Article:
Make sure you perform multipoint inspections on all cars in for any type of service. Yes, any type of service or repair. Look up vehicle history on all vehicles. Let the customer know of needed services, missed services and services due. And lastly, book the next appointment. Yes, I know....Joe's been preaching this over and over and it does not work in your shop. Fine, then let me focus on those shops that do book the next appointment. Because those are the shops that are adopting a proactive approach...and I will see those shops in the future.
By Joe Marconi
One thing I often repeat over and over again is this; "Back in the 1980's, there were three things that made repair shops successful; General Motors, Ford and Chrysler." Those cars broke down a lot, and there was an endless supply of cars that required a lot of profitable work.
Well, those days are gone. Cars today are build better, last longer (thankfully), and have ever-increasing service intervals. Consumers are also conditioned to think that their cars don't need maintenance. It wasn't that long ago when your customers were coming to you 4 to 5 times a year for service. Now, you are lucky to see those customer twice a year for their routine LOF service.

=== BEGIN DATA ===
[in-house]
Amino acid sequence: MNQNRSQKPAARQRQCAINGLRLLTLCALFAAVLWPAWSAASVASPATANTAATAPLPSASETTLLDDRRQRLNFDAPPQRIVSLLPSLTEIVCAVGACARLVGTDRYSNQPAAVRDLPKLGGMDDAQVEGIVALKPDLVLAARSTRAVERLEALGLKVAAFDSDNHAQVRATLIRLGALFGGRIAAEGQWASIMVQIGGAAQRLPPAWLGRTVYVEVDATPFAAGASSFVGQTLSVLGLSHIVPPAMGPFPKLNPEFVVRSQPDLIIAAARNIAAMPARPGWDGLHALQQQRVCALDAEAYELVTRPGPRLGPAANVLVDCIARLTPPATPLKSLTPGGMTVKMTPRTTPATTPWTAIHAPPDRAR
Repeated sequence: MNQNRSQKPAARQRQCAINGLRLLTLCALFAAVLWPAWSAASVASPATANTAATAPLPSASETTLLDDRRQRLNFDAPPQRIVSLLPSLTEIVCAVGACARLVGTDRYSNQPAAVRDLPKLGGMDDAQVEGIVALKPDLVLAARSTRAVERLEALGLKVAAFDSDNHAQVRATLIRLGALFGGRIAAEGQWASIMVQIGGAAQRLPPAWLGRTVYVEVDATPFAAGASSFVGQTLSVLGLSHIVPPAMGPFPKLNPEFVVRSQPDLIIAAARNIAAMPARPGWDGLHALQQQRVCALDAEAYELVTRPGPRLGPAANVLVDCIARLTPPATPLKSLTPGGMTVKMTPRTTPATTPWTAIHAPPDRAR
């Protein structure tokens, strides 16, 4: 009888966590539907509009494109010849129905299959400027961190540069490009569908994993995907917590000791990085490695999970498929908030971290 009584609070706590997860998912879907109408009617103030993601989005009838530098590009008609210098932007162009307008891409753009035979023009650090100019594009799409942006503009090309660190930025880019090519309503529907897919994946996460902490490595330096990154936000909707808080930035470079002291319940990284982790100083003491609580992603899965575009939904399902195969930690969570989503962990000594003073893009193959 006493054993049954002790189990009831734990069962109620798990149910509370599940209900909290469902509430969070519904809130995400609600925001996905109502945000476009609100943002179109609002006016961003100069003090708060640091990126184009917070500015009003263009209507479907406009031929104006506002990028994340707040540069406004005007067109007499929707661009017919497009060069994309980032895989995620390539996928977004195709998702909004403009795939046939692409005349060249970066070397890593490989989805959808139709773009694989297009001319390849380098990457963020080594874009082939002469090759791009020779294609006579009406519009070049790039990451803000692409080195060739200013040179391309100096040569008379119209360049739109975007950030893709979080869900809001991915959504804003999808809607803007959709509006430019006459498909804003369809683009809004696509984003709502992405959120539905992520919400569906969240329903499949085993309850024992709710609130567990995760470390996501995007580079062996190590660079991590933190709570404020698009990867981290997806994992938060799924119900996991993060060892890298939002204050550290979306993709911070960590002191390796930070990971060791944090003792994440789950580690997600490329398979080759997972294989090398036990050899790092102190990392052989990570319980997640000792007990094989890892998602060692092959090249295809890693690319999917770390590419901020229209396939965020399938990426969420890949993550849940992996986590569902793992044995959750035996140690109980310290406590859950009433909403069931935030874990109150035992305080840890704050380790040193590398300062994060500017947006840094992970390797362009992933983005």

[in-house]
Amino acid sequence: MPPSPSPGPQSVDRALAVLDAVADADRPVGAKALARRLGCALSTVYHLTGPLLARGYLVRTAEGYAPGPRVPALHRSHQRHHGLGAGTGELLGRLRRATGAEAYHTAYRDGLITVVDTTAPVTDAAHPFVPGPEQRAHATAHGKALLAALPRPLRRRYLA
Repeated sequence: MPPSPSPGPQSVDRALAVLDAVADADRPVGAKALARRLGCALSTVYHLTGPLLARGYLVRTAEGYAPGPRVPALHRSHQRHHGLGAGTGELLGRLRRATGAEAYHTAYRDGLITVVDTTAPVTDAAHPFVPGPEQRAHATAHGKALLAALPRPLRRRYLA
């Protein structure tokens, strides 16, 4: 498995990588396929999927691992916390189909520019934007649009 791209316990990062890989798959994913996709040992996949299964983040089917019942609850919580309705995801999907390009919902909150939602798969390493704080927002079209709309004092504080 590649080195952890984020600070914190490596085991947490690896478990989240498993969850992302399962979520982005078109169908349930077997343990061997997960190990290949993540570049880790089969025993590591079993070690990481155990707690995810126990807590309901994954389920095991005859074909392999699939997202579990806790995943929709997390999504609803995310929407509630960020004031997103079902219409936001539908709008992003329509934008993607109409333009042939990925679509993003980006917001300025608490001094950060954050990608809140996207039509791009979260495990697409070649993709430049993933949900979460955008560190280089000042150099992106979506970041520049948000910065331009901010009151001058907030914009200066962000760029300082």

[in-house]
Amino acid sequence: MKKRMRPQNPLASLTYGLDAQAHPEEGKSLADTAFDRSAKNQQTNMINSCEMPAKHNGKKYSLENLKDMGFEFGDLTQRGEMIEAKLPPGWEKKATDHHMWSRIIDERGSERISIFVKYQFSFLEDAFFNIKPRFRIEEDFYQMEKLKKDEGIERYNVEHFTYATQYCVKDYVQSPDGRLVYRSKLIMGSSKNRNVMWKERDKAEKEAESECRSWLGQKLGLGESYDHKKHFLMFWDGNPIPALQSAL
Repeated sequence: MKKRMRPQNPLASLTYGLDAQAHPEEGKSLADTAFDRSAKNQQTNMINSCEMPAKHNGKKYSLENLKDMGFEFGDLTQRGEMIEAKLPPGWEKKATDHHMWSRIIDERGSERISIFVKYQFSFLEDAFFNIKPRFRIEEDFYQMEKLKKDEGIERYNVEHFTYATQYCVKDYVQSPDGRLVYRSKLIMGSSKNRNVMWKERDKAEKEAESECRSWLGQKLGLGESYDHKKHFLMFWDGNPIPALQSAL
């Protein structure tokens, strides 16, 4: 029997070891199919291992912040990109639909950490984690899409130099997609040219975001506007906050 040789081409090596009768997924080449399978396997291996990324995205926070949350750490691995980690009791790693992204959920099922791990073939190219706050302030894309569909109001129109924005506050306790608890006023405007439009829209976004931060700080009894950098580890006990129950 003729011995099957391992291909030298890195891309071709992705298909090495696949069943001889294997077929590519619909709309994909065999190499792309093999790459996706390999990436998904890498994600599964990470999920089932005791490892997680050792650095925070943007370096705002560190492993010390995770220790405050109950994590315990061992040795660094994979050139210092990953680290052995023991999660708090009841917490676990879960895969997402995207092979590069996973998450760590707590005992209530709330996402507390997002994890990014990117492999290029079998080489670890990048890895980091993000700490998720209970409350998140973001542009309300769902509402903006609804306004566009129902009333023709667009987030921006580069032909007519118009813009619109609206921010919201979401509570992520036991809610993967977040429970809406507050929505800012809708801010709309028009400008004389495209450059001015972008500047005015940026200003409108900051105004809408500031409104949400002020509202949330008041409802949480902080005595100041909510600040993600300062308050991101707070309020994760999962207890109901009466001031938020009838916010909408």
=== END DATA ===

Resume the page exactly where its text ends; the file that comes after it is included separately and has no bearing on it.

The point here? You must take a proactive approach and promote preventive maintenance. You must inform your customers of their next service and any other future service recommendation or repair. You must do all you can to get your customer to return to you. Which means providing the absolute best customer service with quality repairs.
Even the term "repair shop" needs to redefined.
Be proactive and you'll be successful!
By Joe Marconi
If there is one thing I have learned in my 36 years in business, it’s that people make the biggest difference in terms of success. No matter what equipment you have, or tools or information system. It’s the quality of your employees that will determine your success.
Think about this. If you were the coach of a football team and your goal was to win the Super Bowl, what would be your first goal? To assemble the best players possible, a team of superstar athletes. The fanciest stadium on the planet does not win games. It takes great players and a great coach. And a great coach understands that he needs to surround himself with superstars.
Your repair shop is no different. If you want to attain great success, it will be achieved not only by your work, but by the work of others around you. Your success is truly determined by the having the right people and then by bringing out the best in them.